"But today support is growing according to Radi Jarai, a Fatah dissident and Political Scientist at Al-Quds University. In 2013, together with members from other political factions, he created the ‘One Democratic State’ movement that advocates for the creation of a binational state. According to Jarai: “We are in a one-state solution since 1967, after the occupation of the West Bank and Gaza strip”. Young people are key proponents of the binational state. "

      Does Mr. Jarai's movement call for one state or a binational state? Do you have a direct quote from Palestinian thinkers advocating a bi-national state?

  • The formal end of the two-state solution
  • Israeli hysteria over UN vote is solidifying country's new status, as a rogue state
    • Netanyahu's hysteria, including his instructions not to meet leaders of countries considered friendly - cancelling the state visit of the Ukrainian PM!- is being criticised here as "self -BDS".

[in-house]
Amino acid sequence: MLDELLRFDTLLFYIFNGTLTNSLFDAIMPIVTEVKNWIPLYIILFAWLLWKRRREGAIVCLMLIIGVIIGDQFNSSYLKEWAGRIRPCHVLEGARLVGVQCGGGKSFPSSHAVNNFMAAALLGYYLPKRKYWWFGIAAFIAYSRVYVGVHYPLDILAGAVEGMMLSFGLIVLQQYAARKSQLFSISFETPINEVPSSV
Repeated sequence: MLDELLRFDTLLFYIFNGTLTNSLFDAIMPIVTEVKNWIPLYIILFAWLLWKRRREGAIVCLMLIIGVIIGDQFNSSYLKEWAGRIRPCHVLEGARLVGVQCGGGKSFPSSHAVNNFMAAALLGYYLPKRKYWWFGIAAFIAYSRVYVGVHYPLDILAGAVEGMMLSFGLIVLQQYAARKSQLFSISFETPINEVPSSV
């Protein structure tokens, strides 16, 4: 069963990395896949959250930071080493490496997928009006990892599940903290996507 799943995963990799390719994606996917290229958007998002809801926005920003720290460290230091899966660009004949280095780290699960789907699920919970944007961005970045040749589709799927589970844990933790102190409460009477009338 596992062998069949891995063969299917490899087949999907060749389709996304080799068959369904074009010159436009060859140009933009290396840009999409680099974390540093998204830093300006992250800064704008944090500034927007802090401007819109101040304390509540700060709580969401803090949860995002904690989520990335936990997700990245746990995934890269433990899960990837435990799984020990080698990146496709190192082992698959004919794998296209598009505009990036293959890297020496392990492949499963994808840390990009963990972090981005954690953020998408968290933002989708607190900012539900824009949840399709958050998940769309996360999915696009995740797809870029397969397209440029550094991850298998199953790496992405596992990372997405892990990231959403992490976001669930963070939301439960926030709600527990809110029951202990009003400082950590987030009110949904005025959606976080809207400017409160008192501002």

• Rallies in 25 cities say 'No to Islamophobia; No to Racism: Yes to Justice'
  • Breaking: UN Security Council passes historic resolution against settlements as two-state solution 'slips away'
    • The UN vote is proof that the entire international community has reiterated its commitment to two states. If you read the resolution, these are the main points: the settlements are illegal and are obstacles towards reaching a two state solution. And two states is really the only possible solution, the only game in town.
      In any case, anyone who thinks that one state is a solution, should not be too happy with the resolution.

    • I welcome the Security Council resolution, as should everyone who sincerely supports two states. Netanyahu's hysterical reaction is pretty much to declare war on the rest of the world.
      Too bad that President Obama's decision is too little, and way too late. He should have acted much more forcefully against the settlements, and not have waited until now.

  • Hell just froze over: the New York Times runs an article saying Zionism is racist
    • RoHa,
      I'm also interested in the question of what we are allowed to say. Does "free speech " include hate speech? racism? calls for violence and murder?
      As for here, on this blog, we have the (loosely enforced) comments policy, set by Phil and Adam.

    • As for discussing peace, I've recently received a communication from Gershon Baskin, who is apparently relaunching IPCRI :

    • talkback, amigo,